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Government called on to apologise for Amritsar killings

Packed meeting highlights lack of justice for victims of 1919 massacre

CHRIS WILLIAMSON today condemned the “shameful” and “brutal” act of the British Army gunning down hundreds of Indian people in Amritsar and called for the government to apologise on the 100th anniversary of the murders.

The Derby North Labour MP chaired a parliamentary meeting of the Jallianwala Bagh Massacre 1919 Centenary Committee today, where he said that the serving Prime Minister next year should issue a “long overdue” apology.

On April 13 1919, British colonial troops led by General Dyer fired into a crowd of thousands of unarmed Indian protesters that were gathered in the walled Jallianwala Bagh public garden in Amritsar.

Up to 1,000 people were killed and more wounded.

Mr Williamson said that the government needs to “come to terms” with what happened and that the “stain” on the British empire’s history “must not be whitewashed.”

Slough Labour MP Tanmanjeet Singh Dhesi praised the attendees – totalling around 200 – for turning out from many parts of the country in such large numbers.

He referred to Canadian President Justin Trudeau apologising in 2016 for the 1914 Komagata Maru incident, which saw a ship of Indian migrants being turned away from Canada.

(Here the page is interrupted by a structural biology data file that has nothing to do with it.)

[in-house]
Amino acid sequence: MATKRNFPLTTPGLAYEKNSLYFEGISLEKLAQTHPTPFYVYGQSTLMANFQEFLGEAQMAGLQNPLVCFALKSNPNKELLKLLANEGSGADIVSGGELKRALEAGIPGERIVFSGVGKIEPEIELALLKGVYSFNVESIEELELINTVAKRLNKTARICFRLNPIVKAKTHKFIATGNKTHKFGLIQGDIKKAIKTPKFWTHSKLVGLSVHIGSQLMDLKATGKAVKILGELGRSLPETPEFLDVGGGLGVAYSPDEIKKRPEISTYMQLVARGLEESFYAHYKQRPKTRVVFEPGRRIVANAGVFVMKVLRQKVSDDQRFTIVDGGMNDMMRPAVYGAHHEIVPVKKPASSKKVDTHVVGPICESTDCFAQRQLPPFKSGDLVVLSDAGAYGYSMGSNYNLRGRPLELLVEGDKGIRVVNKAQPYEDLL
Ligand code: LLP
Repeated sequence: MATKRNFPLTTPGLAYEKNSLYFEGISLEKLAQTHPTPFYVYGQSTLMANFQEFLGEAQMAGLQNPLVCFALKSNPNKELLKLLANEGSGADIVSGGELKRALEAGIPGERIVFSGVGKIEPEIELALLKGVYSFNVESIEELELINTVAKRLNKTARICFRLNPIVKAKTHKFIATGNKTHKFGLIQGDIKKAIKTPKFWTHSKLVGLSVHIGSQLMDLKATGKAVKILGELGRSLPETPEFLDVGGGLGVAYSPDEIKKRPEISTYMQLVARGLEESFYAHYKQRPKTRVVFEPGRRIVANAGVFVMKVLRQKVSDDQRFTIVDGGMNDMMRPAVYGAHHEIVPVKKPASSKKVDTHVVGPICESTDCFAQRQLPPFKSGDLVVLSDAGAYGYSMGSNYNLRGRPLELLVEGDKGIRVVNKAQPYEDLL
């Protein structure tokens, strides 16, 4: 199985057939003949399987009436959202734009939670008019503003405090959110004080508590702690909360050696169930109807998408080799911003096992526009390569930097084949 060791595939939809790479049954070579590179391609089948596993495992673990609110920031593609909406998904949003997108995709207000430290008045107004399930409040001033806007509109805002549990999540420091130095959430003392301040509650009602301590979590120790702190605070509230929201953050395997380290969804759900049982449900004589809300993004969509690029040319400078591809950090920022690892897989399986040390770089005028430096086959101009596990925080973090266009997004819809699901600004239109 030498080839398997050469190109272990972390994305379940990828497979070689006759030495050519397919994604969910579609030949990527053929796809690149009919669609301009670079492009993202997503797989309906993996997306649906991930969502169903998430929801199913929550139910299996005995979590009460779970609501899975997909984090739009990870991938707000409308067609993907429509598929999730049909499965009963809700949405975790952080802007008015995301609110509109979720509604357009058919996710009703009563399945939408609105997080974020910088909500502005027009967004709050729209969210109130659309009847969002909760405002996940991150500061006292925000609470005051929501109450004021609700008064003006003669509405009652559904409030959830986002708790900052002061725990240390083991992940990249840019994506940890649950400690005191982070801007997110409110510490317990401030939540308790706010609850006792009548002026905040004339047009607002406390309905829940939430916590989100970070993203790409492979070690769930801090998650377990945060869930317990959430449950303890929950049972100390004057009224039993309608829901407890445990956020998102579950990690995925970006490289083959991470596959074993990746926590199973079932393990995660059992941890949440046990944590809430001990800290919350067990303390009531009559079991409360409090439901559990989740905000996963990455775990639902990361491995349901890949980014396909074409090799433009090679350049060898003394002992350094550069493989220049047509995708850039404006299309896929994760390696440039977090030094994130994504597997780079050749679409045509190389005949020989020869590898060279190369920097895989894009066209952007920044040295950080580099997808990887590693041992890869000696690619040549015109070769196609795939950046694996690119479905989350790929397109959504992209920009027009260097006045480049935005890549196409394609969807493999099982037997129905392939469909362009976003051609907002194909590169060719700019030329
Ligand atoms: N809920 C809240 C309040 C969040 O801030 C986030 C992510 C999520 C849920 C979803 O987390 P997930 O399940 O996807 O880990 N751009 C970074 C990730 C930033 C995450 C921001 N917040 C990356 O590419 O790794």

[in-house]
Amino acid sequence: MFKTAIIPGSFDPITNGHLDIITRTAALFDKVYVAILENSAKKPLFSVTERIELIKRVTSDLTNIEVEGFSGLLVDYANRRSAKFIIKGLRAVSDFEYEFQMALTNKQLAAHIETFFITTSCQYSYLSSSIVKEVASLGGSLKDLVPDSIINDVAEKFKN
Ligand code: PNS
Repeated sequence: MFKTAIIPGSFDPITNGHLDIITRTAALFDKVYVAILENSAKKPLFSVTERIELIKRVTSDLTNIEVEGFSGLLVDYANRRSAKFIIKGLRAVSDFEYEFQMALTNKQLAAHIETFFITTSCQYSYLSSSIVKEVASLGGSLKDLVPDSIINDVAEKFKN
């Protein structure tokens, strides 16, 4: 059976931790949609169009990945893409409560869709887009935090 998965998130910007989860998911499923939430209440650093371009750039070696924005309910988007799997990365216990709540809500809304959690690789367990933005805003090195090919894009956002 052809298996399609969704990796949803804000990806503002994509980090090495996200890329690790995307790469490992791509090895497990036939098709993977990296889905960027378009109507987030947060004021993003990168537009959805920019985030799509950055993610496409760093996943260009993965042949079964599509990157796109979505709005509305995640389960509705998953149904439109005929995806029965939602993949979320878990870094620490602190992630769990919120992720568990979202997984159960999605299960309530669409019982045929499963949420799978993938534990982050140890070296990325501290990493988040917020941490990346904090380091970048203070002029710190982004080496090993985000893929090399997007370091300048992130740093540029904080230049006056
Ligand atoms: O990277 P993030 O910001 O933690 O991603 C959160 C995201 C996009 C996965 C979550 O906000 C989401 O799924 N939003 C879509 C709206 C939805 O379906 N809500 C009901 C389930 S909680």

British police had then fired at the passengers and ended up killing 20 of the 340 Indian passengers – who were all British subjects.

“I don’t know why our prime minister is not committing to an apology,” he added. “We can’t move on until we get one.”

Committee secretary Joginder Bains said: “It was an event that is still very present to us. It is not the past to us. The wounds are still very raw, they are not healed.

“The sheer presence in this room shows how important it is for us to get an apology.

“It’s our responsibility that we make sure that the British government apologises for it and for all their other crimes against Indian people.”

Ealing Southall Labour MP Virendra Sharma said that he had met PM Theresa May’s predecessor David Cameron and asked him why he could not apologise for the British Army’s killings.

He added: “We are not saying that the current government did it, we are just asking them to accept that it was wrong.”

More than three dozen MPs have supported the demand on the government to apologise by signing an early day motion started by Mr Sharma.

The committee is also calling for people to sign the petition.

 

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